MR. EDITOR:—The undersigned with three other ladies, Hawaiians of the highest respectabily, standing and position, with five little children, were sitting this morning in the shade of the Kamehameha Museum enjoying the fine showing made by the naval men drilling on the College campus. Chairs had been offered by a Kamehameha graduate, he placing them on the grass plot adjoining the Museum. After a little while, Mr. Brigham, the curator of the Museum, drove by within a few feet of us. He scowled most savagely at us. In a few minutes a Portuguese workman came to order us away from the place.

As it has invariably been the custom to throw the College grounds open to the public when any sort of a public or semi-public show is taking place within its precincts, we did not pay any attention to his orders, thinking it a piece of officiousness on the part of an ignorant person, and the man went away. After a while the man re-appeared and ordered us off again, saying he was acting by Brigham’s orders, and to use force if necessary. He took hold of the chair of the wife of a prominent official and tipped it partly over. She sprang up to avoid a fall, as did two other ladies. I, being at the very corner of the building and a little in advance of the others did not perceive the man until he had taken hold of my chair and had partly spilled me on my knee. I turned around to protest, when he grabbed my arm and pulled me out of my chair, saying “you get out of this, those are my orders from Mr. Brigham. If you don’t go yourself, I make you go. Mr. Brigham don’t allow any one to get on this grass.”

There were quite a number of carriages standing around, occupied by spectators of the drill.

The actions of the Portuguese were so rough and insulting that the attention of quite a number were attracted to our forcible ejectment. Continue reading

Congratulations Waikiki Aquarium, 110 years old! 1904 / 2014.

HOME OF THE FISHES IS OPENED

A Place to Learn and Enjoy for the Visitors.

AN EFFORT BY HONOLULU’S WEALTHY FOR THE BENEFIT OF EVERYONE.

On the Saturday of this past week, the Aquarium of Hawaii, which stands in Waikiki, makai of Kapiolani Park opened for viewing. This opening was not an opening for the general public, but it was for just those who were invited to come see. This Sunday is when it will be open to the public.

Earlier, it was reported in the columns of the Kilohana¹ that a home will be built where Hawaii’s fishes will be kept, and in the end, the report has come true as the building was entered by the invited guests and will be entered by Honolulu’s people on Sunday.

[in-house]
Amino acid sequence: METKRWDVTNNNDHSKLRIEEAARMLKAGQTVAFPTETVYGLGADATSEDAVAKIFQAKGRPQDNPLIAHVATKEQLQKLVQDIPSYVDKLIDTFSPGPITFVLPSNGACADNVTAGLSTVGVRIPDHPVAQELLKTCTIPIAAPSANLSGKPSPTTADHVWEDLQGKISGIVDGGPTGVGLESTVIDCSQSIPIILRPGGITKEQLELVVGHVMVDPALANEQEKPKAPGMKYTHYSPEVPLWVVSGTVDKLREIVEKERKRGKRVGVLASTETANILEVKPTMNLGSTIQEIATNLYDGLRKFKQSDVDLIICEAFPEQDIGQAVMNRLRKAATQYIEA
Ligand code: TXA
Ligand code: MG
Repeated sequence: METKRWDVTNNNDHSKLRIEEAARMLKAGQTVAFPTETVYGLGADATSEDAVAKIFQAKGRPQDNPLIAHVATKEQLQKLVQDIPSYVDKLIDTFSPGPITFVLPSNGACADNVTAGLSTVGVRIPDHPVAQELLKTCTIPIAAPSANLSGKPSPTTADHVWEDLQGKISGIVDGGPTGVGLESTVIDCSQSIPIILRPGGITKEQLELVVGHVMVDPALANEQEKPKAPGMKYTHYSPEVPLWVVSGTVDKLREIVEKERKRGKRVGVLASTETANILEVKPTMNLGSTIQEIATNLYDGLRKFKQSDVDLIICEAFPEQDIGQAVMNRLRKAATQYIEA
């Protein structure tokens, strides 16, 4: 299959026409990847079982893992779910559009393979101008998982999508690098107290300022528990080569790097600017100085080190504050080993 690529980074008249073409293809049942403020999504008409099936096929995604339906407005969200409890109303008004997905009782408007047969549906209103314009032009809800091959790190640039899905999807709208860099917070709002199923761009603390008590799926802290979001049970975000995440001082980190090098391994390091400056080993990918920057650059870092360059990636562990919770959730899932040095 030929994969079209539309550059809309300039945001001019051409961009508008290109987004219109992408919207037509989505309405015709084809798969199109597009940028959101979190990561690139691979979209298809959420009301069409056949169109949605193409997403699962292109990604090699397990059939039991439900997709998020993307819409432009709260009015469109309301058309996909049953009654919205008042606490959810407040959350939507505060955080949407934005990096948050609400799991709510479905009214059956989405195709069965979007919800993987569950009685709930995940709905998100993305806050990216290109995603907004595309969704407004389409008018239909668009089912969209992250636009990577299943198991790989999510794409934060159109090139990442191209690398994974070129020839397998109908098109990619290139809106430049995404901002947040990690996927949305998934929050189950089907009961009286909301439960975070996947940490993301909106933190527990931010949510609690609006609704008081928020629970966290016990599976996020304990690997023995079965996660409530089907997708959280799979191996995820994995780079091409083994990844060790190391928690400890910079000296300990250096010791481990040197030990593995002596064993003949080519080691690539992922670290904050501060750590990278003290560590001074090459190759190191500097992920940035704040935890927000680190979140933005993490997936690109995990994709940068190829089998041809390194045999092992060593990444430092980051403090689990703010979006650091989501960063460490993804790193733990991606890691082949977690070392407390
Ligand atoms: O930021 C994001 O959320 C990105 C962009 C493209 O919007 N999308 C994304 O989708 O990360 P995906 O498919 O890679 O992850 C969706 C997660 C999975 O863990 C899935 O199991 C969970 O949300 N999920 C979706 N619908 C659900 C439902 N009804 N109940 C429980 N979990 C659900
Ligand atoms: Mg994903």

Many years ago, there was a thought to build an aquarium in Honolulu nei, and Dr. Dorn was the one to come up with the idea; however, because the Government held back some of the resources, this idea by the doctor was dropped and it slept quietly until it was revived by the Rapid Transit Company [Hui Kaauwila]. This idea was considered seriously by this group, when Mr. James Castle [Kimo Kakela] and Mr. and Mrs. C. M. Cooke stepped in and encouraged the effort.

Mr. James Castle gave a portion of the land of Kapiolani Park, which he held in lease, as a place to build this home. When Mr. C. M. Cooke and his wife joined in this effort, that is when the Rapid Transit Company realized that their dream that they were dreaming would come true, and Mr. and Mrs. C. M. Cooke graciously gave the money for the construction. Therefore, the Rapid Transit Company was left to collect Hawaii’s fishes for the aquarium, and that is how the aquarium here on Oahu came to be.

This is seen in the great lands all over the world, and its importance is recognized. One of the benefits is that knowledge is gained by those studying the life of fish, and this is taught at universities. And some thousands of people graduate, being educated in where various ocean fishes live, like whales, sharks, the fishes of the ocean floor, and outside of those, the small fishes of the sea shore.

At the aquarium of Hawaii mentioned above are the many fishes of Hawaii; the ocean fishes are separated from the fresh-water fishes, and according to the visitors who went to see this new place and who have seen the displays of the Foreign Lands, …

¹From the subtitle of the Kuokoa Newspaper: “Ke Kilohana Pookela no ka Lahui Hawaii” [The Greatest Prize of the Hawaiian Nation]

[Go check out the Waikiki Aquarium today, Saturday, 3/22/2014! The 110th anniversary celebration continues with fun for the entire family! $1.10 admission to the Waikiki Aquarium all day! Activities include: the Great Marine Chalk Art Draw and Kids Doodle Zone, entertainment by the UH Rainbow Marching Band, Rainbow Dancers, and other guests groups, a special performance of the musical “Honu by the Sea,” free giveaways (while supplies last), LEGO build area, samples from Pepsi, educational and entertaining activities and much more!]

(Kuokoa, 3/25/1904, p. 1) Continue reading